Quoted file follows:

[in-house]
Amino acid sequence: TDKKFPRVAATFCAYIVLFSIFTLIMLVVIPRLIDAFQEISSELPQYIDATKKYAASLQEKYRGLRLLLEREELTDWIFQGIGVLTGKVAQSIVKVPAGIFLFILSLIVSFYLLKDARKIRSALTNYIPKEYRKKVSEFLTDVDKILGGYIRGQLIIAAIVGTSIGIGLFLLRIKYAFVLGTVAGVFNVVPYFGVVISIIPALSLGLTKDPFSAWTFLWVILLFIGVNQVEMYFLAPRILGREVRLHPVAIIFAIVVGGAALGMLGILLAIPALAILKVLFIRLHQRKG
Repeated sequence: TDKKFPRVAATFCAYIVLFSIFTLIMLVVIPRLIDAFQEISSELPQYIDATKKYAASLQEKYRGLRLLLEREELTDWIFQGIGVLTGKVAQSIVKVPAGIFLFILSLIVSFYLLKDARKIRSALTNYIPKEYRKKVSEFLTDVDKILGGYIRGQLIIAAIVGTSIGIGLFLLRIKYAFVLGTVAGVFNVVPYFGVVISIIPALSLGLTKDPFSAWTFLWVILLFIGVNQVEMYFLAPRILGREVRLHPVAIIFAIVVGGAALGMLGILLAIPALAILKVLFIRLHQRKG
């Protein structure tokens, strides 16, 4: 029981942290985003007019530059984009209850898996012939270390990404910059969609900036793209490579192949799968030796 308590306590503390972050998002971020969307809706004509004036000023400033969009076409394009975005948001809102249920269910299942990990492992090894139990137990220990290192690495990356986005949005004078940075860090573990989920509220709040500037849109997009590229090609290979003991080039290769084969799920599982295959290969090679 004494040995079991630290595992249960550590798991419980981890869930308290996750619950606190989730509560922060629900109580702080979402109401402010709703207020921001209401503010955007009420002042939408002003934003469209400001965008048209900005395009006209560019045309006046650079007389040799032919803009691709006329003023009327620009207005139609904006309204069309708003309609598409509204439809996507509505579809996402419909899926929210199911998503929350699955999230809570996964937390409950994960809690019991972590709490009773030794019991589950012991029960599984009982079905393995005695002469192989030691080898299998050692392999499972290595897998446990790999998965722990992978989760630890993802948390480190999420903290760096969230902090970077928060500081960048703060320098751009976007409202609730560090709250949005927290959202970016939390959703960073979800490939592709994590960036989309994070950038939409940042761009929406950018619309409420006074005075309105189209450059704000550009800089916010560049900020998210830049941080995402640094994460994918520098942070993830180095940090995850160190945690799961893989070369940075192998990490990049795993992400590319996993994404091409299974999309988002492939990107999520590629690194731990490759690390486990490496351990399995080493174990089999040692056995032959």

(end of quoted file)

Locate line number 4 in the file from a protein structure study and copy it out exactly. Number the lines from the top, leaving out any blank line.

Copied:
């Protein structure tokens, strides 16, 4: 029981942290985003007019530059984009209850898996012939270390990404910059969609900036793209490579192949799968030796 308590306590503390972050998002971020969307809706004509004036000023400033969009076409394009975005948001809102249920269910299942990990492992090894139990137990220990290192690495990356986005949005004078940075860090573990989920509220709040500037849109997009590229090609290979003991080039290769084969799920599982295959290969090679 004494040995079991630290595992249960550590798991419980981890869930308290996750619950606190989730509560922060629900109580702080979402109401402010709703207020921001209401503010955007009420002042939408002003934003469209400001965008048209900005395009006209560019045309006046650079007389040799032919803009691709006329003023009327620009207005139609904006309204069309708003309609598409509204439809996507509505579809996402419909899926929210199911998503929350699955999230809570996964937390409950994960809690019991972590709490009773030794019991589950012991029960599984009982079905393995005695002469192989030691080898299998050692392999499972290595897998446990790999998965722990992978989760630890993802948390480190999420903290760096969230902090970077928060500081960048703060320098751009976007409202609730560090709250949005927290959202970016939390959703960073979800490939592709994590960036989309994070950038939409940042761009929406950018619309409420006074005075309105189209450059704000550009800089916010560049900020998210830049941080995402640094994460994918520098942070993830180095940090995850160190945690799961893989070369940075192998990490990049795993992400590319996993994404091409299974999309988002492939990107999520590629690194731990490759690390486990490496351990399995080493174990089999040692056995032959």